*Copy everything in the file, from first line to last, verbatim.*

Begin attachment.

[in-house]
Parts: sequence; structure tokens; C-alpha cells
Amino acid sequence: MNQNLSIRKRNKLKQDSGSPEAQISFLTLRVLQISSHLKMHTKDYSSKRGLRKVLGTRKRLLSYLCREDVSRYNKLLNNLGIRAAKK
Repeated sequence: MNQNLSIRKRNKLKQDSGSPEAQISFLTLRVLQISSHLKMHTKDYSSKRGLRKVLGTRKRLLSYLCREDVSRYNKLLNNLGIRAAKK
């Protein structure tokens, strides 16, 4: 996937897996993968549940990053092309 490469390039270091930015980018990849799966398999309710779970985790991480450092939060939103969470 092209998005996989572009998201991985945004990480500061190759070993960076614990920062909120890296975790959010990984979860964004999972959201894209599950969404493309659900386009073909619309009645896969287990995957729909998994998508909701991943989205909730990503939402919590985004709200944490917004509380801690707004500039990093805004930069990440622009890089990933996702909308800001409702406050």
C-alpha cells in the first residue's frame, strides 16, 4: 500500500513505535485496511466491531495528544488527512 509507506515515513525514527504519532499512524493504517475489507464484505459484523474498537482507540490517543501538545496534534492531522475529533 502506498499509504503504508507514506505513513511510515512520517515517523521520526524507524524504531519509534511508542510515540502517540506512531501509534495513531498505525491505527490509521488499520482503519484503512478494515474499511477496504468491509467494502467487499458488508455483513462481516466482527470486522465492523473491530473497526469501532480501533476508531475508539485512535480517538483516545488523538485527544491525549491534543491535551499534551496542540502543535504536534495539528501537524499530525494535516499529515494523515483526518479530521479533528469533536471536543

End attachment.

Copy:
[in-house]
Parts: sequence; structure tokens; C-alpha cells
Amino acid sequence: MNQNLSIRKRNKLKQDSGSPEAQISFLTLRVLQISSHLKMHTKDYSSKRGLRKVLGTRKRLLSYLCREDVSRYNKLLNNLGIRAAKK
Repeated sequence: MNQNLSIRKRNKLKQDSGSPEAQISFLTLRVLQISSHLKMHTKDYSSKRGLRKVLGTRKRLLSYLCREDVSRYNKLLNNLGIRAAKK
């Protein structure tokens, strides 16, 4: 996937897996993968549940990053092309 490469390039270091930015980018990849799966398999309710779970985790991480450092939060939103969470 092209998005996989572009998201991985945004990480500061190759070993960076614990920062909120890296975790959010990984979860964004999972959201894209599950969404493309659900386009073909619309009645896969287990995957729909998994998508909701991943989205909730990503939402919590985004709200944490917004509380801690707004500039990093805004930069990440622009890089990933996702909308800001409702406050």
C-alpha cells in the first residue's frame, strides 16, 4: 500500500513505535485496511466491531495528544488527512 509507506515515513525514527504519532499512524493504517475489507464484505459484523474498537482507540490517543501538545496534534492531522475529533 502506498499509504503504508507514506505513513511510515512520517515517523521520526524507524524504531519509534511508542510515540502517540506512531501509534495513531498505525491505527490509521488499520482503519484503512478494515474499511477496504468491509467494502467487499458488508455483513462481516466482527470486522465492523473491530473497526469501532480501533476508531475508539485512535480517538483516545488523538485527544491525549491534543491535551499534551496542540502543535504536534495539528501537524499530525494535516499529515494523515483526518479530521479533528469533536471536543